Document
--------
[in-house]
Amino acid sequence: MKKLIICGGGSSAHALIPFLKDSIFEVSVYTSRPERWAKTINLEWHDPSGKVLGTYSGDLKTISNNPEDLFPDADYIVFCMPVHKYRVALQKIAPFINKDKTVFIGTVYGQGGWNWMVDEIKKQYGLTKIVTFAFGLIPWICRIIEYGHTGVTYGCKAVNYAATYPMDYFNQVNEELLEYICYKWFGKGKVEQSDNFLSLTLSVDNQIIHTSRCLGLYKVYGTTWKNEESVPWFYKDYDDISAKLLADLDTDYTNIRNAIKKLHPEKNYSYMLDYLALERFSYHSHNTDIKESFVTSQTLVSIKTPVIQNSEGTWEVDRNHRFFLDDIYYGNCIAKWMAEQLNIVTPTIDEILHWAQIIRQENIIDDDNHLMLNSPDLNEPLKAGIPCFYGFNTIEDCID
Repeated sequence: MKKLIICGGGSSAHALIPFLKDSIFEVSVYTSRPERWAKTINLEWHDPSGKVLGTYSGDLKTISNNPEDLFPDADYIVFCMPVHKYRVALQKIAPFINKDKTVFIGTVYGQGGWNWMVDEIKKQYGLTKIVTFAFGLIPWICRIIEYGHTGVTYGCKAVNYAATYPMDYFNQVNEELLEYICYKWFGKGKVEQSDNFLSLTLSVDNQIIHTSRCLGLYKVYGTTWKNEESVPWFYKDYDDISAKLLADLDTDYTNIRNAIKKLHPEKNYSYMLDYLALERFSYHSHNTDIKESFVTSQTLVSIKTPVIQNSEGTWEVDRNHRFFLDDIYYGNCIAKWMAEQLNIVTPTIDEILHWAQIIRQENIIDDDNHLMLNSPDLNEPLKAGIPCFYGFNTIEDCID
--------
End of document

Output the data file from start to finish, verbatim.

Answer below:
[in-house]
Amino acid sequence: MKKLIICGGGSSAHALIPFLKDSIFEVSVYTSRPERWAKTINLEWHDPSGKVLGTYSGDLKTISNNPEDLFPDADYIVFCMPVHKYRVALQKIAPFINKDKTVFIGTVYGQGGWNWMVDEIKKQYGLTKIVTFAFGLIPWICRIIEYGHTGVTYGCKAVNYAATYPMDYFNQVNEELLEYICYKWFGKGKVEQSDNFLSLTLSVDNQIIHTSRCLGLYKVYGTTWKNEESVPWFYKDYDDISAKLLADLDTDYTNIRNAIKKLHPEKNYSYMLDYLALERFSYHSHNTDIKESFVTSQTLVSIKTPVIQNSEGTWEVDRNHRFFLDDIYYGNCIAKWMAEQLNIVTPTIDEILHWAQIIRQENIIDDDNHLMLNSPDLNEPLKAGIPCFYGFNTIEDCID
Repeated sequence: MKKLIICGGGSSAHALIPFLKDSIFEVSVYTSRPERWAKTINLEWHDPSGKVLGTYSGDLKTISNNPEDLFPDADYIVFCMPVHKYRVALQKIAPFINKDKTVFIGTVYGQGGWNWMVDEIKKQYGLTKIVTFAFGLIPWICRIIEYGHTGVTYGCKAVNYAATYPMDYFNQVNEELLEYICYKWFGKGKVEQSDNFLSLTLSVDNQIIHTSRCLGLYKVYGTTWKNEESVPWFYKDYDDISAKLLADLDTDYTNIRNAIKKLHPEKNYSYMLDYLALERFSYHSHNTDIKESFVTSQTLVSIKTPVIQNSEGTWEVDRNHRFFLDDIYYGNCIAKWMAEQLNIVTPTIDEILHWAQIIRQENIIDDDNHLMLNSPDLNEPLKAGIPCFYGFNTIEDCID